Careful planning goes into breeding future service animals. Not every puppy will make the cut to become a service dog. A large litter increases the odds of more trained pups placed with owners needing help.
With eyes wide and paws draped over the side of their pen, these sixteen cute puppies gleefully peered out at the world as they enjoyed celebrity status as the largest litter in Guide Dogs history.
The German Shepherd Golden Retriever mix litter of puppies were sired by the charity’s most prolific stud, Trigger, a six-year-old Golden Retriever who now has fathered a whopping 239 dogs.
The average litter size for dogs across all breeds in the UK is five to six, while for a German Shepherd, it is eight.
Matthew Bottomley, head of breeding at Sight Loss Charity Guide Dogs UK, said:
“A litter of sixteen is incredibly unusual, but such a gift.
The pandemic has had a detrimental impact on our charity’s breeding program and how many litters we can have, so these puppies are even more treasured.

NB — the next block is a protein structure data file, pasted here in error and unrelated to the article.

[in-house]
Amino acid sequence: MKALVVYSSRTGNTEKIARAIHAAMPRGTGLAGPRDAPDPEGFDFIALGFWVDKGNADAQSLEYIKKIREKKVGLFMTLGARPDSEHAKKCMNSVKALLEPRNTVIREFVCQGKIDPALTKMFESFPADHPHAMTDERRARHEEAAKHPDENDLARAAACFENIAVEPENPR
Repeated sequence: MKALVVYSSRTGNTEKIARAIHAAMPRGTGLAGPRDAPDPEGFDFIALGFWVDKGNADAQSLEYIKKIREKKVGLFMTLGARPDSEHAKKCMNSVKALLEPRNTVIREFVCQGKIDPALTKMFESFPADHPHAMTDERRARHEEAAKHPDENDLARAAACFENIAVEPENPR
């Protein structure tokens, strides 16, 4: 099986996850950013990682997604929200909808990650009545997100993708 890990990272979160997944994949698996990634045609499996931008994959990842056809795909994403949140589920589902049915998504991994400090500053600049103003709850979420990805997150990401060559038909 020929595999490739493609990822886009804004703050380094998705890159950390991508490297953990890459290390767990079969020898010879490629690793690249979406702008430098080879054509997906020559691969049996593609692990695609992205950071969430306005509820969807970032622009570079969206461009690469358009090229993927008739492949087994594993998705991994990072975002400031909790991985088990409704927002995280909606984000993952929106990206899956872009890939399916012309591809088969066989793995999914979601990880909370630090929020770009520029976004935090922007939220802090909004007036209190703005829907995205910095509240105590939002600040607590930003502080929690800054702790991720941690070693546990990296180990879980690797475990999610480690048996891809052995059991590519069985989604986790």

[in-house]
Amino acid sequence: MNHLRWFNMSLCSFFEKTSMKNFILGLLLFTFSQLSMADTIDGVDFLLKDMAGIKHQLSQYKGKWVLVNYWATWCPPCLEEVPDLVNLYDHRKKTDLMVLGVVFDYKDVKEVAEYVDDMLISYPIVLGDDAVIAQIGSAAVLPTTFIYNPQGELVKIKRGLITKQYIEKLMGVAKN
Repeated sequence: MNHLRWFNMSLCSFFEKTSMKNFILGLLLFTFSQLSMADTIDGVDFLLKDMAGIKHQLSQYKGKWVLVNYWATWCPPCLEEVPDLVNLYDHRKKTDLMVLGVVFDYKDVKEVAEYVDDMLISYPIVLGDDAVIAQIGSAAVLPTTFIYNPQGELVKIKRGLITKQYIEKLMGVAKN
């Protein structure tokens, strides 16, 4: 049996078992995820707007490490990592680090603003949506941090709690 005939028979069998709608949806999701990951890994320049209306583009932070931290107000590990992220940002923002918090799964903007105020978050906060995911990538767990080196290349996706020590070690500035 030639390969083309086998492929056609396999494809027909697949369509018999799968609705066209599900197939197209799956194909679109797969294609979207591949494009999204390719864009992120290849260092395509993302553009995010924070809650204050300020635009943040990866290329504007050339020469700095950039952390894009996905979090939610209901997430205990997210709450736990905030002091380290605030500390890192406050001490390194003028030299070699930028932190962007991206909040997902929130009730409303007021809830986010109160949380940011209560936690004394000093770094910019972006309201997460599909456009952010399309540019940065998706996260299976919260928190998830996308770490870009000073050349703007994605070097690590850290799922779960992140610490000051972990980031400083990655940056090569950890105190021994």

Our staff and volunteers have been working tirelessly to ensure all the puppies have thrived, and they are now ready to start their journeys to becoming life-changing guide dogs for people with sight loss.”
The charity said it hoped these crossbreed puppies would have the loyalty and drive of the German Shepherd, as well as the friendliness and confidence of the Golden Retriever.
Learn more about the German Shepherd Golden Retriever mix HERE.
Some puppies had dark fur, while some siblings had golden hints of their Golden Retriever ancestry.
While it was Trigger’s 28th litter, it was the first for the puppies’ mother. A three-year-old German Shepherd called Unity.
Sight Loss Charity Guide Dogs claims to run the “biggest, most ethical breeding program of working dogs in the world.”
The sight loss charity tests the health of its breeding dogs, which live with volunteers to give the puppies the best start in a home environment.
All puppies go to the Guide Dogs National Centre near Leamington Spa for one week before being individually placed with volunteer puppy raisers across the UK.
The charity helps millions with sight loss in Britain.
To learn more about Sight Loss charity Guide Dogs UK click HERE.
h/t Daily Mail UK